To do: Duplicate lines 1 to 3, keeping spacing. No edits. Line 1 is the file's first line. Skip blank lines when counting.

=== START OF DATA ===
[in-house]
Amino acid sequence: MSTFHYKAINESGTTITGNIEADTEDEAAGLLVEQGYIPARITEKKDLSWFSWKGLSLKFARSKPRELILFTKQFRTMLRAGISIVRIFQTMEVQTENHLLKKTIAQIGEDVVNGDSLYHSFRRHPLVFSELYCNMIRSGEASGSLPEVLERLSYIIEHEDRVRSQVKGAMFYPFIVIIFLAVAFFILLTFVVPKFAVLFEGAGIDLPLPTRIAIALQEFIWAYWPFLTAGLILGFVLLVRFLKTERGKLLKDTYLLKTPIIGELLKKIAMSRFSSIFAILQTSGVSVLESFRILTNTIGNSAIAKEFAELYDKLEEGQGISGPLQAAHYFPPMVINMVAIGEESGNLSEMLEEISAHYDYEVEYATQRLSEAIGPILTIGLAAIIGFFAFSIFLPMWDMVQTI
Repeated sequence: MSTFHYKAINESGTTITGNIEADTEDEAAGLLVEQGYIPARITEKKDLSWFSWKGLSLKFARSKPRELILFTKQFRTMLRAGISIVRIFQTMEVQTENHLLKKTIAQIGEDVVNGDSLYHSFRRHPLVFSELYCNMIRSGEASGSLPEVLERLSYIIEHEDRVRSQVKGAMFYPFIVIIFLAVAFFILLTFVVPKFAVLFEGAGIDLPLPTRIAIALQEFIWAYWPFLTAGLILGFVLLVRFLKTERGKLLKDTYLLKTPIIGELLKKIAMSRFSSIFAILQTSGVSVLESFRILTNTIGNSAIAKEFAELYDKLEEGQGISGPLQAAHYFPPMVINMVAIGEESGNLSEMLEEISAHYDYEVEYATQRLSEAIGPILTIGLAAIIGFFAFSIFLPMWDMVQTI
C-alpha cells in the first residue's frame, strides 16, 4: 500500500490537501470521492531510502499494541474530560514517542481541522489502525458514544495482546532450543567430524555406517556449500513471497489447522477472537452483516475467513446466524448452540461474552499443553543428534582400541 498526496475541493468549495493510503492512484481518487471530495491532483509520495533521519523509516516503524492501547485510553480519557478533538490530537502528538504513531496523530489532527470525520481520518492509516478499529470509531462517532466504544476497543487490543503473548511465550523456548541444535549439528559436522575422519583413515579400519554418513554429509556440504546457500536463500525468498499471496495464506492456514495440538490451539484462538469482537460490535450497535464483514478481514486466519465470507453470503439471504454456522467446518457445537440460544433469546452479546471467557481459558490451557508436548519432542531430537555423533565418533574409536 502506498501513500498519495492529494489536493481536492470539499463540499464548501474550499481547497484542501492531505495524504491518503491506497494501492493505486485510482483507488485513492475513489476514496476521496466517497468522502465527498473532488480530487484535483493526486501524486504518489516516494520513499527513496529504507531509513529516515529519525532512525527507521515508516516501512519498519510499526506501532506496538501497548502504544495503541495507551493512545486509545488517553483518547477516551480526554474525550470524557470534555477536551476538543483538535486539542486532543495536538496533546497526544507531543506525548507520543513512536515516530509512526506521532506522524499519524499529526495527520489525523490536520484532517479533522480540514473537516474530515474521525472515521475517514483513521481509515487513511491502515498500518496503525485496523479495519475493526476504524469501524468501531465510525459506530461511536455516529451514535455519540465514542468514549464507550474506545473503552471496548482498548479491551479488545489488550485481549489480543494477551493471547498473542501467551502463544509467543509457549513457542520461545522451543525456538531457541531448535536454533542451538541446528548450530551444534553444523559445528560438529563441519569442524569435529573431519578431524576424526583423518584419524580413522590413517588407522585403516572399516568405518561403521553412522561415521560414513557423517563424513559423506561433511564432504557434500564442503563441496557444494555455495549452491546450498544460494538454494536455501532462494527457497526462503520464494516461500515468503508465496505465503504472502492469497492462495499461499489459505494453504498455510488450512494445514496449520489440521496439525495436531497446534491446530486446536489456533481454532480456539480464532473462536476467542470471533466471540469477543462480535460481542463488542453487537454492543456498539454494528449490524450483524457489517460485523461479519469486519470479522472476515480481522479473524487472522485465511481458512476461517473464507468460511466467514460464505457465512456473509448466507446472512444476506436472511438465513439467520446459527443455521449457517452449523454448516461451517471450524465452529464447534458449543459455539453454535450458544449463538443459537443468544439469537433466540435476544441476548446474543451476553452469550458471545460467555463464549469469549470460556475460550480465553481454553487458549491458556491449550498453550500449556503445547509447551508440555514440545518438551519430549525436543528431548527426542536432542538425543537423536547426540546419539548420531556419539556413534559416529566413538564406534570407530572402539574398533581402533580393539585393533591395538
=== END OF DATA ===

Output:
[in-house]
Amino acid sequence: MSTFHYKAINESGTTITGNIEADTEDEAAGLLVEQGYIPARITEKKDLSWFSWKGLSLKFARSKPRELILFTKQFRTMLRAGISIVRIFQTMEVQTENHLLKKTIAQIGEDVVNGDSLYHSFRRHPLVFSELYCNMIRSGEASGSLPEVLERLSYIIEHEDRVRSQVKGAMFYPFIVIIFLAVAFFILLTFVVPKFAVLFEGAGIDLPLPTRIAIALQEFIWAYWPFLTAGLILGFVLLVRFLKTERGKLLKDTYLLKTPIIGELLKKIAMSRFSSIFAILQTSGVSVLESFRILTNTIGNSAIAKEFAELYDKLEEGQGISGPLQAAHYFPPMVINMVAIGEESGNLSEMLEEISAHYDYEVEYATQRLSEAIGPILTIGLAAIIGFFAFSIFLPMWDMVQTI
Repeated sequence: MSTFHYKAINESGTTITGNIEADTEDEAAGLLVEQGYIPARITEKKDLSWFSWKGLSLKFARSKPRELILFTKQFRTMLRAGISIVRIFQTMEVQTENHLLKKTIAQIGEDVVNGDSLYHSFRRHPLVFSELYCNMIRSGEASGSLPEVLERLSYIIEHEDRVRSQVKGAMFYPFIVIIFLAVAFFILLTFVVPKFAVLFEGAGIDLPLPTRIAIALQEFIWAYWPFLTAGLILGFVLLVRFLKTERGKLLKDTYLLKTPIIGELLKKIAMSRFSSIFAILQTSGVSVLESFRILTNTIGNSAIAKEFAELYDKLEEGQGISGPLQAAHYFPPMVINMVAIGEESGNLSEMLEEISAHYDYEVEYATQRLSEAIGPILTIGLAAIIGFFAFSIFLPMWDMVQTI